A Fistful of Carrots: The
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It's amazing how often
people write on the Beachbody Message Boards concerned about the difficulty of
preparing their healthy, balanced meals at the same time they're preparing
their children's regular, cheesy, fried meals.
It begs the question, "Why
aren't your kids' meals healthy, too?"
Many of us grew up eating
macaroni and cheese and Cap'n Crunch. Because of this, it doesn't even occur to
us that Junior should eat something else. Furthermore, kids can be such picky
eaters, shouldn't we be happy that they're at least eating fried, breaded
chicken balls and sugar water and not fasting? Probably not.
Consider two things. First
off, child obesity stats are soaring in the U.S. Currently, over 25% of
American kids are considered obese and, as Greg Critser points out in his
excellent book, Fat Land, obesity in children can lead to a host of
other problems, including diabetes, orthopedic problems, and respiratory
Secondly, even if your
child is skinny as a rail. the food he's eating right now will become a
foundation for lifetime eating habits. There's a very good chance that once
that youthful metabolism slows, if thickening doesn't kick in, heart disease
Just as it's important to
stimulate your kid's brain and to make sure he has plenty of exercise, it's
also important to lay down a strong nutritional foundation. Here are a few tips
to keep your kid eating right.
Leave the junk at
the grocery store. Because you're reading this,
you're not eating the stuff anyway, and your kids certainly don't need it.
Nothing battles temptation like removing it entirely. That way, if little
Susie's hungry, she'll have to settle for an apple.
If she's thirsty, how
about a nice, tall glass of water? It's better for her than any syrupy soda
and, hey, it's a lot cheaper.
Three plus two for
Junior, too. When children are tiny,
several small meals throughout the day is the best way to go, but when they get
a little older, three main meals plus two snacks a day give your children a
steady supply of energy and, just like you, their bodies process several
smaller meals better than fewer big ones. This also gives you a chance to
hopefully give picky eaters more variety and it gives your kids an eating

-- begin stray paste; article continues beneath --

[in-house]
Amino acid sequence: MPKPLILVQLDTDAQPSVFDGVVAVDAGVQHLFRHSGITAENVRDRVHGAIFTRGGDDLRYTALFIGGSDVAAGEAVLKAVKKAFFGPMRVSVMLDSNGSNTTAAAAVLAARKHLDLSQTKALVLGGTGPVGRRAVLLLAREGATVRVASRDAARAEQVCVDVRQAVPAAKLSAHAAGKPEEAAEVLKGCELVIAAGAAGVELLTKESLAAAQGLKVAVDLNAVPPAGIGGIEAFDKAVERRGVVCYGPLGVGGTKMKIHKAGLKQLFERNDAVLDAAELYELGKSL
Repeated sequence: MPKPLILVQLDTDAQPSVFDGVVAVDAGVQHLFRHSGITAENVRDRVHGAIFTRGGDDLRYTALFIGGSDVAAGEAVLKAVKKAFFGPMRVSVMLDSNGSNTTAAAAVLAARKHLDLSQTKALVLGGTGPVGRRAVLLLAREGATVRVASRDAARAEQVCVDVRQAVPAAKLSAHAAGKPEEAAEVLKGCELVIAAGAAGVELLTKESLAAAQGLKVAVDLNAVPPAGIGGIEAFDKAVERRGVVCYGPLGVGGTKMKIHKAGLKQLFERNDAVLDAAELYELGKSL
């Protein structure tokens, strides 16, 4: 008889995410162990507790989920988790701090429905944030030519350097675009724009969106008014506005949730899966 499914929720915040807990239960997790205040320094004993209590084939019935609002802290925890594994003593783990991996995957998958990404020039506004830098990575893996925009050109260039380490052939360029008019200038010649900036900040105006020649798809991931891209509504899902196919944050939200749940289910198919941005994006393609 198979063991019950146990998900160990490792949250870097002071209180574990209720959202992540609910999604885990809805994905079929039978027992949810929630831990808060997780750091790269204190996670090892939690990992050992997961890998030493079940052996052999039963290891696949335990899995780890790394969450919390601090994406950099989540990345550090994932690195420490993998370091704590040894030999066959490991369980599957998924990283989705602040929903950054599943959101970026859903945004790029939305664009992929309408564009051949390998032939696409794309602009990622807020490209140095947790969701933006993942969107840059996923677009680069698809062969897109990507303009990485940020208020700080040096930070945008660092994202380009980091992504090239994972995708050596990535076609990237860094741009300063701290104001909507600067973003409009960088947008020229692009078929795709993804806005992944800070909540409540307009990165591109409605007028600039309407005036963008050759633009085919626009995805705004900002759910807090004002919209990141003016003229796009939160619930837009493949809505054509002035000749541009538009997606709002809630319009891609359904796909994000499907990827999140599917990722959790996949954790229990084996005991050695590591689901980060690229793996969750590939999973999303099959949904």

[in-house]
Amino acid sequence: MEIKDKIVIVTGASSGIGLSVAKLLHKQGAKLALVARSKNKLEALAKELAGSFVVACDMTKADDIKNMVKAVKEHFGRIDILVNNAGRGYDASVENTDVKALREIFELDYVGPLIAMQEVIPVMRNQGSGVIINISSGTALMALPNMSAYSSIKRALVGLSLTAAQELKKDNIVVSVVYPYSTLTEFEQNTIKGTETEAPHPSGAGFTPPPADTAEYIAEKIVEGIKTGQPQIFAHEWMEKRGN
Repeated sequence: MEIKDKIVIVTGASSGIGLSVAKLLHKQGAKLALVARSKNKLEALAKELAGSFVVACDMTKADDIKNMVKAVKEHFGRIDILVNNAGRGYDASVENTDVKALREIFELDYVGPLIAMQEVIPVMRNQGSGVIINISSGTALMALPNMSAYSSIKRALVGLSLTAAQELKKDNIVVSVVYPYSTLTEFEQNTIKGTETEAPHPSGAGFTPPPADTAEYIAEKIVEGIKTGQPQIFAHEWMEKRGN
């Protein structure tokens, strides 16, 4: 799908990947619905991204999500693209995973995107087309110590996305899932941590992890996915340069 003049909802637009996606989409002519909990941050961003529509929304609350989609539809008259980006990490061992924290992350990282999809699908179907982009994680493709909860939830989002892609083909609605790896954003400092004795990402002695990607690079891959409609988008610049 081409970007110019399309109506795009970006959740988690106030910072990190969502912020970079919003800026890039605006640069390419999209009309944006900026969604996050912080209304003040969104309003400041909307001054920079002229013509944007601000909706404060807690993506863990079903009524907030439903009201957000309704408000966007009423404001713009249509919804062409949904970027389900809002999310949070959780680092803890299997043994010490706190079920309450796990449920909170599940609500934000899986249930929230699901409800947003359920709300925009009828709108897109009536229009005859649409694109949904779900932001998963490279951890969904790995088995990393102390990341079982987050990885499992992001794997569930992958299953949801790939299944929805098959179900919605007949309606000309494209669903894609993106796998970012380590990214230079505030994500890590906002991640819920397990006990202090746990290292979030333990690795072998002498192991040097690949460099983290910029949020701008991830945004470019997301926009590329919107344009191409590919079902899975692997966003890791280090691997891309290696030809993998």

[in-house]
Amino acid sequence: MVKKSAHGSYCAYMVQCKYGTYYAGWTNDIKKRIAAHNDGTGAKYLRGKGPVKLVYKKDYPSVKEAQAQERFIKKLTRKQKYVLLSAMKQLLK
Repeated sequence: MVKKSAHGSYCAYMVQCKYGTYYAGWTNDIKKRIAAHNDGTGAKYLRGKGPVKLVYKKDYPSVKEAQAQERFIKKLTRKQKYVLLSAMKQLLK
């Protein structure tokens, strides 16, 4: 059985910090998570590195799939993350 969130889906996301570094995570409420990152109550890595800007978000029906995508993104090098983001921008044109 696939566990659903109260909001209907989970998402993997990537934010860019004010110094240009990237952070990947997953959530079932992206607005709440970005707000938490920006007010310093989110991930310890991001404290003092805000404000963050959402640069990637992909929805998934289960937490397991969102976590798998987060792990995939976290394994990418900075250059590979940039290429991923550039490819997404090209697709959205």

schedule, which children tend to thrive on, making it easier for you to monitor
what they're eating.
Small people eat
smaller. Remember to serve your kids less
food. Your average three-year-old only needs about 1,300 calories a day. And
remember how your mom always made you finish your plate? Well, give that a
rest. Insistence on a clean plate is a perfect way to encourage overeating. If
you're concerned that your child might abuse a lax attitude to get straight to
dessert, serve fresh fruit after dinner instead of sweets.
Turn off the
tube. Unless you've blocked every channel
but PBS, your kids are bombarded with ads for junky food every time they watch
TV. It's sad, but there's not much we can do about it. Solution? Turn off the
TV. Not only will this drastically reduce the propaganda fed to the kiddos, but
it'll also give them a chance to get outside and play.
out. I know, I know, it's just so easy to stop
at Burger King on the way home from work, or pack the brood off to IHOP on the
weekends. It's also easy just to walk around naked all day, but most of us find
the time to put on clothes. You gotta do what you gotta do.
For restaurants, health
comes a distinct third when designing meals. Food has to taste good and it has
to be cheap to produce. The best way to do this is with salt, sugar, and an
ocean of additives and preservatives. Furthermore, restaurants draw people in
by serving huge piles of food for cheap. No one needs to eat that much,
especially children. Sure, we should all eat out every now and then as a treat.
But not five times a week.
What if my kid's
The most important thing to
remember here is never put a child on a diet, unless under medical supervision.
Their body, their organs, their brains are developing at a crazy rate.
Depriving them of nutrients could hinder this. An active child should be
allowed to eat as much as he wants, provided it's healthy, balanced food. So
let them eat all the apples and carrots they want. It's the Popsicles,
pop-tarts, and pork chops you need to worry about.
Also, keep in mind that
kids "grow into" a little fat, so if Junior's a little chubby, it'll probably
pass in a year or so. But if you think it's a genuine problem, please talk to
Overweight? I wish!
My kid's a picky eater!
This is pretty standard
and nothing to worry about, as long as your child is gaining weight and growing
properly. Nonetheless, here are a few tips.
- Be patient. It
can take a kid up to 10 times to accept a new food. Don't force it. Keep
- Try the old
switcharoo! Junior doesn't like raw carrots? Boil them! She won't eat fruit?
Make her a smoothie. However, don't do this in the same meal because it's super
important that you. . .
- Never pander. If
the kid doesn't want to eat it, take away the food and excuse him from the
table. Dinner's over. If you start making special/multiple meals just for them,
you're reinforcing their pickiness and you'll soon find yourself falling down
the slippery slope that ends at feeding your kid cheese puffs for dinner,
just so they'll eat.
Having a child is
overwhelming in so many ways. And, yes, it's a lot easier to write down these
neat little suggestions than it is to put them into practice. It may not be
easy, but most of us didn't jump on the parenthood bandwagon for simplicity's
sake. If you can fix up your own body , you can do it for them, too.
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the benefits of maintaining a healthy lifestyle.
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